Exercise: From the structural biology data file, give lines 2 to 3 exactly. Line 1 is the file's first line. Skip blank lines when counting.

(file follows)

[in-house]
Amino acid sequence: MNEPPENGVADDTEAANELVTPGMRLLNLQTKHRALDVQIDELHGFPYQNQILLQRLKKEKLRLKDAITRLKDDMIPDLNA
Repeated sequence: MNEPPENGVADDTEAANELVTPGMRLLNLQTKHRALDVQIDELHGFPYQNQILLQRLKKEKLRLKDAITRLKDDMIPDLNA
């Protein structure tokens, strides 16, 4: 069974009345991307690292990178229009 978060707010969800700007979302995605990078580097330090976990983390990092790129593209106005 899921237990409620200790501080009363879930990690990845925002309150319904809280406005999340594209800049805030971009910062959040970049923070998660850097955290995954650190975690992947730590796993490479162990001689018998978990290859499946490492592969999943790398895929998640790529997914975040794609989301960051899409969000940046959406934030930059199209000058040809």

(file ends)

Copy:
Amino acid sequence: MNEPPENGVADDTEAANELVTPGMRLLNLQTKHRALDVQIDELHGFPYQNQILLQRLKKEKLRLKDAITRLKDDMIPDLNA
Repeated sequence: MNEPPENGVADDTEAANELVTPGMRLLNLQTKHRALDVQIDELHGFPYQNQILLQRLKKEKLRLKDAITRLKDDMIPDLNA